Find a figure that represents the minimum of how much you’ll spend on health care and compare it with what you spent last year. There are downsides to choosing too little or too much. If you set aside too little in a flexible spending account, you won’t get the tax benefits that come with contributing to your account.

“The real risk is in overestimating and not being able to spend the funds by the deadline,” said Antowoine Winters, a certified financial planner at Next Steps Financial Planning. “It is a little bit of a double-edged sword that way.”

Remember, you can’t change your contributions mid-year unless you have a special circumstance, so it’s important to be as accurate as possible.

If you wind up with leftover funds at the end of the year, stock up on eligible medical supplies you might need around the house that are FSA-eligible, like sunblock and first-aid kits. Walgreens and FSA Store's websites have designated shopping areas where you can browse FSA-only products.

Flexible spending account vs health savings account (HSA)

Just like investors have a choice between a 401(k) — offered by an employer — and an IRA — an account they can open on their own — flexible spending accounts have their own counterpart: the health savings account. The HSA is similar to an FSA, but with some key differences.

Rollover policy. Funds in an flexible spending account are limited to use for that year, while health savings accounts have no expiration date. All the money you put in will remain yours until you withdraw it. You can even leave your HSA funds in an estate when you die.

Contribution requirements. To contribute to an HSA, you must have a high-deductible health insurance plan with a minimum deductible of $1,300 for individuals and $2,600 for families. Since more and more people are signing up for high-deductible plans, many find themselves suddenly eligible for health savings accounts.

Contribution limits. Contribution limits are higher for health savings accounts, at $3,450 for individuals and $6,900 for families. Those 50 and older can contribute an extra $1,000 in their HSA. This limit is much higher than the flexible spending account allowance of $2,650 for both individuals and families.

Unlike flexible spending accounts, HSA contribution limits can be changed at any point, even if you don’t have a qualifying life event. The overall flexibility of health savings accounts make them a far superior choice to flexible spending accounts. If you have the option of choosing between one or the other, it’s always better to go with the HSA.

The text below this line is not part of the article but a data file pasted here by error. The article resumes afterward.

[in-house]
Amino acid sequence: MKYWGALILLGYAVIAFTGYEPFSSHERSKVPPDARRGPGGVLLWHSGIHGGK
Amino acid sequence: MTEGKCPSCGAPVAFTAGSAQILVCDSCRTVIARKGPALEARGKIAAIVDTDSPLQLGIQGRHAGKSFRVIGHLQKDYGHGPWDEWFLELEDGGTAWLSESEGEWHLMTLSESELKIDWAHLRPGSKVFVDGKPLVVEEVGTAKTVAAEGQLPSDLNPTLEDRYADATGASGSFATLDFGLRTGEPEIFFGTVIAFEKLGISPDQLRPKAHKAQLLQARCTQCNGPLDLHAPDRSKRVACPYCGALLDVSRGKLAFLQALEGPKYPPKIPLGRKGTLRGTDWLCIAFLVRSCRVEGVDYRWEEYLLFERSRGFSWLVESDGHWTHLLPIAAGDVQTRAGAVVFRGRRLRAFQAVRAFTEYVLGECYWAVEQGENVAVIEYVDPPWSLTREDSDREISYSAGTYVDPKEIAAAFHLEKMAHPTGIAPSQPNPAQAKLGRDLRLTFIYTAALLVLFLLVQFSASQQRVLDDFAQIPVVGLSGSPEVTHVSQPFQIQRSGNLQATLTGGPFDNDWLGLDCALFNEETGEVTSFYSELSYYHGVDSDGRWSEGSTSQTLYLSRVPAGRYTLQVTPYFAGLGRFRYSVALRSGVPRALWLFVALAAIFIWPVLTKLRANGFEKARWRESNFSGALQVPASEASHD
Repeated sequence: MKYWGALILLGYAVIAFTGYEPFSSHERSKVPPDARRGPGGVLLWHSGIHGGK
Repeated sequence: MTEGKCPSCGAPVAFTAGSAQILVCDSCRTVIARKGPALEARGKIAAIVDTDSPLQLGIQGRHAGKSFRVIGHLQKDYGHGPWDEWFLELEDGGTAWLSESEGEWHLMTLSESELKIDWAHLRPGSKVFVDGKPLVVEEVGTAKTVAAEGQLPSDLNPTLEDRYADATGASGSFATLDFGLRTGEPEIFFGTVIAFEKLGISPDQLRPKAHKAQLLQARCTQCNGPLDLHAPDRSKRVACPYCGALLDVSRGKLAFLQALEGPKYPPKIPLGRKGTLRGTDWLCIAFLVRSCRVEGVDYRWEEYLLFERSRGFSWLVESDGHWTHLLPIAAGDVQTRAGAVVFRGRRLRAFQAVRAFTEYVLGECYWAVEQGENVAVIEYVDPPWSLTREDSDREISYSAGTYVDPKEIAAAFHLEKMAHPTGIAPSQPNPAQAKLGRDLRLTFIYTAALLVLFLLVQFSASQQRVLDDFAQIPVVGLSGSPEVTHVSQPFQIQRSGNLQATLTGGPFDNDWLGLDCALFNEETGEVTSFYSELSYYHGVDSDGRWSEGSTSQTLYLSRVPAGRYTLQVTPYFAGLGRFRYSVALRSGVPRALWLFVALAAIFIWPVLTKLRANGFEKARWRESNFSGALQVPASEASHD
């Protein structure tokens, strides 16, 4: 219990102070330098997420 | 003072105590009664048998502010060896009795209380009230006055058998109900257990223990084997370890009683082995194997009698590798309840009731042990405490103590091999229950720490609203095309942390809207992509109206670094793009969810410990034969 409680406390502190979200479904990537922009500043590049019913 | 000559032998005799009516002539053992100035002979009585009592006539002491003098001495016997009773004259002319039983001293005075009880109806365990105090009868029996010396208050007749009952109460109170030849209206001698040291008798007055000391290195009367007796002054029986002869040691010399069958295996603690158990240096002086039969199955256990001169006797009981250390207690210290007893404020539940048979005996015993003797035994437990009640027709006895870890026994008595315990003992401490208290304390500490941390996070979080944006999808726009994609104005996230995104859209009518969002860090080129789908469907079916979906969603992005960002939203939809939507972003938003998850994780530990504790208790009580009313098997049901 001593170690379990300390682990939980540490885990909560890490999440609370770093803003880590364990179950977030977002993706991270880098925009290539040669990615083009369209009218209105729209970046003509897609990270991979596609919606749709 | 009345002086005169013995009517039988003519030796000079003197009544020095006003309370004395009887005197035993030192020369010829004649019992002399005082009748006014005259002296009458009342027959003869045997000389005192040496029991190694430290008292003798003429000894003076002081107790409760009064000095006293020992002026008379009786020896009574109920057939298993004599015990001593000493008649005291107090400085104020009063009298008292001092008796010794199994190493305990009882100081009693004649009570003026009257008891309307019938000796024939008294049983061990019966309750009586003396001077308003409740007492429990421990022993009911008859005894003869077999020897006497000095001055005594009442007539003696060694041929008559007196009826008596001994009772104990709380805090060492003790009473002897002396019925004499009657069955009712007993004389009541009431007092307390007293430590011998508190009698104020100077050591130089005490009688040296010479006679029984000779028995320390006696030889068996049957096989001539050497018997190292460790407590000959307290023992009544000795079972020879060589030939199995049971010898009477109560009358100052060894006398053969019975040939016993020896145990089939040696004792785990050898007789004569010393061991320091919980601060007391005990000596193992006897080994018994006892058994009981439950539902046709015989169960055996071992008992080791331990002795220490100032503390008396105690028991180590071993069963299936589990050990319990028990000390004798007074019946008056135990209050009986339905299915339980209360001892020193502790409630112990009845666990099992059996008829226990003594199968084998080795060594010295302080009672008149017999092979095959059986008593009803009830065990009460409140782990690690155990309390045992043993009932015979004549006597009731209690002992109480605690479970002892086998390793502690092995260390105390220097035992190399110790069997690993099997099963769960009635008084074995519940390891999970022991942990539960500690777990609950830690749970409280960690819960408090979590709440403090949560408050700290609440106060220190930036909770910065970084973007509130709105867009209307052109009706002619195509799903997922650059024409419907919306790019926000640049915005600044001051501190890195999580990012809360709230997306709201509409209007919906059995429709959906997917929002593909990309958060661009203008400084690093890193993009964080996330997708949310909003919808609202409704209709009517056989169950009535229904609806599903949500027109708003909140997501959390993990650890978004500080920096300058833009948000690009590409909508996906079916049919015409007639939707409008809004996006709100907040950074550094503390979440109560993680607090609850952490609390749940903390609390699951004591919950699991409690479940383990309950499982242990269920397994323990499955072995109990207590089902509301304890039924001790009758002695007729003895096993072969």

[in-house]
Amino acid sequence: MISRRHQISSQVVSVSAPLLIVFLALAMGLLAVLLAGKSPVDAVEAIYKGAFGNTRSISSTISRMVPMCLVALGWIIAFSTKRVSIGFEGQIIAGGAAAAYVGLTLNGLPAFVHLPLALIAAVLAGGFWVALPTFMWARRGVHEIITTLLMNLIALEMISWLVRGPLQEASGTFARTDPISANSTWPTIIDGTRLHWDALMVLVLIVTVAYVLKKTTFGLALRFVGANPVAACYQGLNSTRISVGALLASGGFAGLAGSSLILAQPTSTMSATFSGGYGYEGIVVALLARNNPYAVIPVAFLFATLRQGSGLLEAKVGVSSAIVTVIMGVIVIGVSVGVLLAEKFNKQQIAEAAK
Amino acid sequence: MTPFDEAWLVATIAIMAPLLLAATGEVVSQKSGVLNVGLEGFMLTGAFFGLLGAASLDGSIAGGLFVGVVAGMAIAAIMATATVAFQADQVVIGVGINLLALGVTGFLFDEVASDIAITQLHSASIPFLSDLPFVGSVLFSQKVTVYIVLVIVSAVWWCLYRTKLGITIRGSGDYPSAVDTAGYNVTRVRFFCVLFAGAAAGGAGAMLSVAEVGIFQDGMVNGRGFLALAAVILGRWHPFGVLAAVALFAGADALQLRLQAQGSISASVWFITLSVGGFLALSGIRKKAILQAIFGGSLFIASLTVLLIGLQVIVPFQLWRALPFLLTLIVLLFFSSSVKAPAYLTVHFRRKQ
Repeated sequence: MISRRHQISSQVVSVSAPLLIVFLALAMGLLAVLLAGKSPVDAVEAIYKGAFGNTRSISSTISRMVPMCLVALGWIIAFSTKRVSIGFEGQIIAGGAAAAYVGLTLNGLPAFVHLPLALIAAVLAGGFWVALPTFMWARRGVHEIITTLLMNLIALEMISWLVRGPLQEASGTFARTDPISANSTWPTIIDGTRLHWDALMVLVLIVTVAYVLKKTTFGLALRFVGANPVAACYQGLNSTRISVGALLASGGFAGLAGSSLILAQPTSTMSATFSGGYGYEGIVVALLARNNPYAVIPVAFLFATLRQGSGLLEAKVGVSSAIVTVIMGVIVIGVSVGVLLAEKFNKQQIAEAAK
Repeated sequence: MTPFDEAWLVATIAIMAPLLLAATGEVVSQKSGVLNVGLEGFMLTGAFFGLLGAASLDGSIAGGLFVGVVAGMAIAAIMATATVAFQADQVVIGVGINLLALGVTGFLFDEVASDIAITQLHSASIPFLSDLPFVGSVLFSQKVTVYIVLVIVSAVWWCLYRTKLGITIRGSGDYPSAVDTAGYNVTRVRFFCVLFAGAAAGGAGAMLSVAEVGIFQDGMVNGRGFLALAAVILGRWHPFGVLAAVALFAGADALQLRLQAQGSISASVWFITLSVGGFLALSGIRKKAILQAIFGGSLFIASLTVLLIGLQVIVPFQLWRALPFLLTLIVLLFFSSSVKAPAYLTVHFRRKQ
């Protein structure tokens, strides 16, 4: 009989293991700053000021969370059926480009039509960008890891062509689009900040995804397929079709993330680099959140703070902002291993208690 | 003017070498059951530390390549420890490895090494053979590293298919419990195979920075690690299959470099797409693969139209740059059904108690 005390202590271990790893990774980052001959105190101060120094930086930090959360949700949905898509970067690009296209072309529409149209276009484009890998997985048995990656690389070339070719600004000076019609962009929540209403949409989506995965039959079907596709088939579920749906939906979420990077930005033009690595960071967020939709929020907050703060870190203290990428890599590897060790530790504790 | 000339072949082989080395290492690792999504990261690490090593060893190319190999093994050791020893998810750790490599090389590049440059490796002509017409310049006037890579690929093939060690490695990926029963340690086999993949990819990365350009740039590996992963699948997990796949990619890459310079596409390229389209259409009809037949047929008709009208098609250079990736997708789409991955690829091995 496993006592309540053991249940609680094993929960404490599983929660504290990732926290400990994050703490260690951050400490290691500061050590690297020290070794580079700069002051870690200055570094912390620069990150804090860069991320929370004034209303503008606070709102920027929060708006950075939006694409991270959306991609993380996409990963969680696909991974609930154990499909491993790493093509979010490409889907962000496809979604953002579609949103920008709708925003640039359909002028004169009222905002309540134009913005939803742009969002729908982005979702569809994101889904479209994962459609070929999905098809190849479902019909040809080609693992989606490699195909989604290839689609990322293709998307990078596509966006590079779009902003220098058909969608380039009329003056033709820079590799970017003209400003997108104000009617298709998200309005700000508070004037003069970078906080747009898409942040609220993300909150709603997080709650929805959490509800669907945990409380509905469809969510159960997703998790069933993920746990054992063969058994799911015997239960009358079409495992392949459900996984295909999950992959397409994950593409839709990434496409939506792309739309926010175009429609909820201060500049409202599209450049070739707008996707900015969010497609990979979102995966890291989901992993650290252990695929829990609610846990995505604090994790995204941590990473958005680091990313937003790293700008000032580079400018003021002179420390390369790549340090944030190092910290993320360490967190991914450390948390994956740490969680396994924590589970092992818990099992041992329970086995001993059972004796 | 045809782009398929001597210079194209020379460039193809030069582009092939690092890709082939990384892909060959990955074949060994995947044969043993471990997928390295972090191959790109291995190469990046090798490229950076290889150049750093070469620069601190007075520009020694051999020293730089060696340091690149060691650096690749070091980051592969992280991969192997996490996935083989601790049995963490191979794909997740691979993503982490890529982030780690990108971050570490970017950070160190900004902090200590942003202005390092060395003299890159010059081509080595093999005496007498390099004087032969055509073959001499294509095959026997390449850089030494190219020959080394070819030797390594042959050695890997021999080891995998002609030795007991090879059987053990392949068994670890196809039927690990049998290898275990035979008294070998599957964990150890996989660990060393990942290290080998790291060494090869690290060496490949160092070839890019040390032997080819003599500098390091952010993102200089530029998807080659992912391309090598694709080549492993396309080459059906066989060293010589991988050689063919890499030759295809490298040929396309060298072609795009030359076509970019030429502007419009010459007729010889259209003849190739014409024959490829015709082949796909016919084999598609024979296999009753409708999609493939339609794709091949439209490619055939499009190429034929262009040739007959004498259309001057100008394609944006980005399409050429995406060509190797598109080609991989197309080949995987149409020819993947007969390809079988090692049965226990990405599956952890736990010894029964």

Health savings accounts can also act as a retirement account. If you have more than $2,000 saved in your HSA, you can invest the funds the same as you would for an IRA. This allows some people to use an HSA like an extra retirement account if they’ve maxed out their IRA or 401(k).

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deplorable 1
deplorable 1   |     |   Comment #1
There are a few big problems with these type of accounts:
1. Many of them require that you use your funds within a year — or risk losing them! "A total deal breaker for me" All funds should by law rollover to the next year.
2. The interest rates on these accounts are paltry at best. Most have tier levels which keeps the lower tiers earning next to nothing. My HSA pays a whopping .10% and that's with the investment non FDIC option!(lowest tier)
3. They don't save you all that much if you are in a lower tax bracket. Say the new 12% married filing jointly.
4. With all these drawbacks and the ability to earn 1.7%-3% elsewhere the tax break benefit of these accounts is largely negated.
5. The investment options are limited to mutual funds(no individual stocks) and you have to transfer funds out of the investments to spend them which is a slow cumbersome process when you need that money fast for expenses.
All that being said I still use a HSA(the one that doesn't steal your money every year if you don't use it) for current annual medical expenses.